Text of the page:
About This Module

WeParent have developed a proven process designed to overcome many of the common reasons children find sharing so challenging.

Sharing is a learned skill which children learn gradually over time. It’s not something that children will just start doing. They need to be taught how to do it.

This all starts by helping your child to understand ownership and what belongs to who. Then you’ll teach them to set their own clear rules around their toys. By setting these rules and boundaries around their own toys, an understanding of other people’s rules and boundaries will form.

Finally, we will look at shared possessions and tackle those situations where your child needs to take turns or, play together with other children, sharing communal toys without getting upset or causing conflict.

What You'll Learn

  • Cut down on arguments with friends and siblings caused by kids sharing.

  • Build a cooperative relationship with other children.

  • Introduce your child to sharing some of their own toys in a positive and constructive way.

  • Teach your child to respect other people’s toys and possessions.

  • Learn how to teach a child to share and teach your child to take turns with shared toys.

Psychology Fun Facts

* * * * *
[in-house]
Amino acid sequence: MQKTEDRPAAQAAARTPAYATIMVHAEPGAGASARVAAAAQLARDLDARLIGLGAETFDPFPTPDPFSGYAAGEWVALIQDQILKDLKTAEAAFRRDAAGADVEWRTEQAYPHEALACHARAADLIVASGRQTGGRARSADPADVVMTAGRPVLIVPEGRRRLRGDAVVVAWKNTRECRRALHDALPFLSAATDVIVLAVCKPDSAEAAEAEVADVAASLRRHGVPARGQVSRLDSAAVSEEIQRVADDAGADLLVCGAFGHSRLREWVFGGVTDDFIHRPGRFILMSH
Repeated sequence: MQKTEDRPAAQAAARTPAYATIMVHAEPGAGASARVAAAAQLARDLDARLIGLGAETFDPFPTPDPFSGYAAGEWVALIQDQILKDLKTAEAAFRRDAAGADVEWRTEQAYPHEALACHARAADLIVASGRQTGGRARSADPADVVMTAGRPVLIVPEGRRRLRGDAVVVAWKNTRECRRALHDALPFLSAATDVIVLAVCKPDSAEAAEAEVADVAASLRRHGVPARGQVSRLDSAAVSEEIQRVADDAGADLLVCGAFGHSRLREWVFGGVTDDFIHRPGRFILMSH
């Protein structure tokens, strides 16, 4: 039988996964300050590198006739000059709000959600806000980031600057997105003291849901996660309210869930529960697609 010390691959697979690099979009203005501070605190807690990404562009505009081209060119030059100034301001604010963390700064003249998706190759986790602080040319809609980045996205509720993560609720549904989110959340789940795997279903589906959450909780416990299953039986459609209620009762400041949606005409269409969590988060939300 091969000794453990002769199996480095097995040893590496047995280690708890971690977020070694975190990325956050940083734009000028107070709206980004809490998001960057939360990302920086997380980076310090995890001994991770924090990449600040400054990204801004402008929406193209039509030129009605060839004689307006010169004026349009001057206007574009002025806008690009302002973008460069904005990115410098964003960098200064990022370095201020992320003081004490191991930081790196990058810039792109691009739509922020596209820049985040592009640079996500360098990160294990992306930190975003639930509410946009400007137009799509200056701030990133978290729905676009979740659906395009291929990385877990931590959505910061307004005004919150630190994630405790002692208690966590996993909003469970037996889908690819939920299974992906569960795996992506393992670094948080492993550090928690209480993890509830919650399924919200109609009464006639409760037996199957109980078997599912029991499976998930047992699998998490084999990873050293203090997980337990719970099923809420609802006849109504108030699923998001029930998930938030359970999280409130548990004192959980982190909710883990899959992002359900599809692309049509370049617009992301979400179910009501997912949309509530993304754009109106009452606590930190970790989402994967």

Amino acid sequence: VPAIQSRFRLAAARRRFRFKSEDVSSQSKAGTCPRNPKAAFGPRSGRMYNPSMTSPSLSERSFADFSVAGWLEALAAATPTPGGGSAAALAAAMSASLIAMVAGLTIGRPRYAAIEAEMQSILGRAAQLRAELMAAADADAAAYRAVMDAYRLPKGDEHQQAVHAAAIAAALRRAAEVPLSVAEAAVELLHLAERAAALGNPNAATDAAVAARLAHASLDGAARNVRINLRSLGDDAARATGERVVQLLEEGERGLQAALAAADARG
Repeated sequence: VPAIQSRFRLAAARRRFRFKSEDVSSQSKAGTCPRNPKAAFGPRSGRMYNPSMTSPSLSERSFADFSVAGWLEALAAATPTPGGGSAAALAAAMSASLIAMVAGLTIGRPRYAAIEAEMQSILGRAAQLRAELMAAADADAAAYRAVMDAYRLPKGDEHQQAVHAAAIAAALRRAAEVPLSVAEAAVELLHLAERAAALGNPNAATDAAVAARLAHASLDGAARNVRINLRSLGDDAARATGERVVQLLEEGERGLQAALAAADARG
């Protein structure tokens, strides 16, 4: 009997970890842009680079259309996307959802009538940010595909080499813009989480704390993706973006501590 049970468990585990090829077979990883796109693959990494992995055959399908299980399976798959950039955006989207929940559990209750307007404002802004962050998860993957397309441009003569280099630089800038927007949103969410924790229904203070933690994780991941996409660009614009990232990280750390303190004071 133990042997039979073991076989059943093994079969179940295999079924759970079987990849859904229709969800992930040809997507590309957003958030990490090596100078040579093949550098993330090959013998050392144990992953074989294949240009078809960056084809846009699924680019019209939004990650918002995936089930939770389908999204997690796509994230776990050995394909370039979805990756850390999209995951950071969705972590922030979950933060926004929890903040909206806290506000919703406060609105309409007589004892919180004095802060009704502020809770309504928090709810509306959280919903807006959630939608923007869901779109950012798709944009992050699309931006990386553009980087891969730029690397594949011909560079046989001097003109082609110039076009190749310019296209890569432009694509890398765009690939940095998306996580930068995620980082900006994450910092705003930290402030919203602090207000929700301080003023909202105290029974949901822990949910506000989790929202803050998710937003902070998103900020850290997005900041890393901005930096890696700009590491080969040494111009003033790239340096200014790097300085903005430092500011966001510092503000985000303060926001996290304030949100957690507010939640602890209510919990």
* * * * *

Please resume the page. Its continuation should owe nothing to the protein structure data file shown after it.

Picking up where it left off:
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  • Sharing is a learned skill. A great approach to teaching sharing is to focus on praising children when they are sharing, rather than disciplining them when they aren’t sharing in a way you would like.

    Remember that sharing is something difficult that your child is starting to learn at this age. Keeping a focus on praising the positive behaviour will teach children the concept of sharing more quickly and is more engaging for them.

  • As adults, we have clear expectations on what we will share with friends or family, and what remains our own personal possessions that we choose not to share.

    Teaching your child to differentiate between their own personal possessions and communal possessions is a fundamental step in learning to share and playing alongside friends, without causing arguments.

  • A basic principle in learning to share is for children to learn to respect the personal possessions of other people.

    It’s best to start by teaching your child ownership of their own toys and possessions. Allowing them to set rules around who uses them and how they want them to be played with.

    This concept of owning something is essential to allow children to comprehend that other people have the right to set rules around their possessions as well.

  • When do children learn to share?

    As toddlers, we are self-centred and unable to see the perspective of other people.  Toddlers simply pick up things they see and play with them. They presume that other people think the same way as they do – that everything can be shared. At this age, toddlers don’t recognise that some things are personal possessions that belong to someone else.

    From around the age of 4 years, children begin to recognise that other children have their own perspective which is likely to be different from theirs. Children begin to realise that others may be upset if they take toys which belong to them. This shows they are ready to learn to share.

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